Information on Joe the Plumber may have come from illegally accessed computers

Rick Moran
Stopping at nothing to slime an ordinary citizen who only asked a question of Obama, some media outlets apparently used information available only from government computers - private, protected information on Joe the Plumber - in their attempts to smear him:

Public records requested by The Dispatch disclose that information on Wurzelbacher's driver's license or his sport-utility vehicle was pulled from the Ohio Bureau of Motor Vehicles database three times shortly after the debate.

Information on Wurzelbacher was accessed by accounts assigned to the office of Ohio Attorney General Nancy H. Rogers, the Cuyahoga County Child Support Enforcement Agency and the Toledo Police Department.

It has not been determined who checked on Wurzelbacher, or why. Direct access to driver's license and vehicle registration information from BMV computers is restricted to legitimate law enforcement and government business.

Paul Lindsay, Ohio spokesman for the McCain campaign, attempted to portray the inquiries as politically motivated. "It's outrageous to see how quickly Barack Obama's allies would abuse government power in an attempt to smear a private citizen who dared to ask a legitimate question," he said.

The Obama campaign denies they were involved.

I believe them. This was almost certainly efforts by media to dig up as much dirt on Joe that they could find. Many reporters have their own sources in these departments who, either for free or a small fee, will access the information requested. The trick for the reporter is not to directly divulge where they got the information thus protecting their source as well as giving themselves plausible deniability if their editor asks. The journalists will usually use the information as background and to generate leads on where to look for other, legally obtainable information.

But this is usually done to do stories on criminals or people accused of a crime. Employing these tactics on an ordinary citizen is outrageous abuse and smacks of police state tactics. Any journalist - or Obama partisan - who accessed these records should be tracked down and arrested.

The case of Joe the Plumber brings to mind Reagan-era Secretary of Labor Raymond Donovan's famous words after being acquitted on trumped up charges by Democrats:

"Where do I go to get my reputation back?"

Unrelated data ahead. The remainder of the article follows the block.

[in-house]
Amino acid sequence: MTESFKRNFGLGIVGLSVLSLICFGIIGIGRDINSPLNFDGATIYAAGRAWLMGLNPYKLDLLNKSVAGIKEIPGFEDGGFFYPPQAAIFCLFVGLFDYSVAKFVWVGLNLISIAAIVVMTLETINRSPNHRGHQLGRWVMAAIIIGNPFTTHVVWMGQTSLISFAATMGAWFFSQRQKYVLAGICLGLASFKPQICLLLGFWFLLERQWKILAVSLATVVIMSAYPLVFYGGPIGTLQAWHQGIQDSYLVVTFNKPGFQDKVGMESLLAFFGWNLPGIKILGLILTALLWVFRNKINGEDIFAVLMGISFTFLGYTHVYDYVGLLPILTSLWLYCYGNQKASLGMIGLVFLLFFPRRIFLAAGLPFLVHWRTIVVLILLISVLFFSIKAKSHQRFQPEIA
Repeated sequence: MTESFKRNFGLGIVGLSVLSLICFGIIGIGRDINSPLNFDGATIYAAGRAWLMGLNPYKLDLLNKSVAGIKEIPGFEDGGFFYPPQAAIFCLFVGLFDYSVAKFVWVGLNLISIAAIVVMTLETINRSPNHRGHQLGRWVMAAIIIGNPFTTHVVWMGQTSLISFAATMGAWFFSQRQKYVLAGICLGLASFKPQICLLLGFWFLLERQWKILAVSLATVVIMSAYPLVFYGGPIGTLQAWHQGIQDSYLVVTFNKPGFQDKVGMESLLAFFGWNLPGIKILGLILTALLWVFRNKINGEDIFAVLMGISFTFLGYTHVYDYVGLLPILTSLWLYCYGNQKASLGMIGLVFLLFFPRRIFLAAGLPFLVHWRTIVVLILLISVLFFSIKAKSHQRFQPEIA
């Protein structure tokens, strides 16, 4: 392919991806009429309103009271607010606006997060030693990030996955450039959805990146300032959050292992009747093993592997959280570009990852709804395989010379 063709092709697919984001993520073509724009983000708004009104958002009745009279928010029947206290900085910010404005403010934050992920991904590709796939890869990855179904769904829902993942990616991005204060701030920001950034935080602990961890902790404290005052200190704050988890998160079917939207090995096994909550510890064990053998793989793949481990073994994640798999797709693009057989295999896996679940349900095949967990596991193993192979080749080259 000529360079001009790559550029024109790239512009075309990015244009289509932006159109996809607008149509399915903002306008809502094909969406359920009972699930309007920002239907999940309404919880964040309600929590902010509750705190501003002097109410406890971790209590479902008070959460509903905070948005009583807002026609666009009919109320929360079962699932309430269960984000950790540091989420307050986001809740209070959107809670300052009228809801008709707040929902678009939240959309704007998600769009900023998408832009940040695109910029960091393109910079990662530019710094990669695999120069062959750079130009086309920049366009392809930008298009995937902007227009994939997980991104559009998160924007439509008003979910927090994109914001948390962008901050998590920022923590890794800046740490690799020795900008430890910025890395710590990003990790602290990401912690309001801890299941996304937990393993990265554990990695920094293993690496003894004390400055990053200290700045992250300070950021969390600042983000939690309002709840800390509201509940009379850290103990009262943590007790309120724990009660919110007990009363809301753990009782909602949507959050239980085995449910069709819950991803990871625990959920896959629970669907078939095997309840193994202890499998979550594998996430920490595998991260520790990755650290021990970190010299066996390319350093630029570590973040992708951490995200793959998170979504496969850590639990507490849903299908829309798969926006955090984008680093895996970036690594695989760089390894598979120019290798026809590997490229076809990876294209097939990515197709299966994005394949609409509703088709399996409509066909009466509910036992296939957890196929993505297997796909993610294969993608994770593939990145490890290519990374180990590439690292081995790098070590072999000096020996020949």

Given how the press has gone after Joe, no doubt he will be asking the same question.




Stopping at nothing to slime an ordinary citizen who only asked a question of Obama, some media outlets apparently used information available only from government computers - private, protected information on Joe the Plumber - in their attempts to smear him:

Public records requested by The Dispatch disclose that information on Wurzelbacher's driver's license or his sport-utility vehicle was pulled from the Ohio Bureau of Motor Vehicles database three times shortly after the debate.

Information on Wurzelbacher was accessed by accounts assigned to the office of Ohio Attorney General Nancy H. Rogers, the Cuyahoga County Child Support Enforcement Agency and the Toledo Police Department.

It has not been determined who checked on Wurzelbacher, or why. Direct access to driver's license and vehicle registration information from BMV computers is restricted to legitimate law enforcement and government business.

Paul Lindsay, Ohio spokesman for the McCain campaign, attempted to portray the inquiries as politically motivated. "It's outrageous to see how quickly Barack Obama's allies would abuse government power in an attempt to smear a private citizen who dared to ask a legitimate question," he said.

The Obama campaign denies they were involved.

I believe them. This was almost certainly efforts by media to dig up as much dirt on Joe that they could find. Many reporters have their own sources in these departments who, either for free or a small fee, will access the information requested. The trick for the reporter is not to directly divulge where they got the information thus protecting their source as well as giving themselves plausible deniability if their editor asks. The journalists will usually use the information as background and to generate leads on where to look for other, legally obtainable information.

But this is usually done to do stories on criminals or people accused of a crime. Employing these tactics on an ordinary citizen is outrageous abuse and smacks of police state tactics. Any journalist - or Obama partisan - who accessed these records should be tracked down and arrested.

The case of Joe the Plumber brings to mind Reagan-era Secretary of Labor Raymond Donovan's famous words after being acquitted on trumped up charges by Democrats:

"Where do I go to get my reputation back?"

Given how the press has gone after Joe, no doubt he will be asking the same question.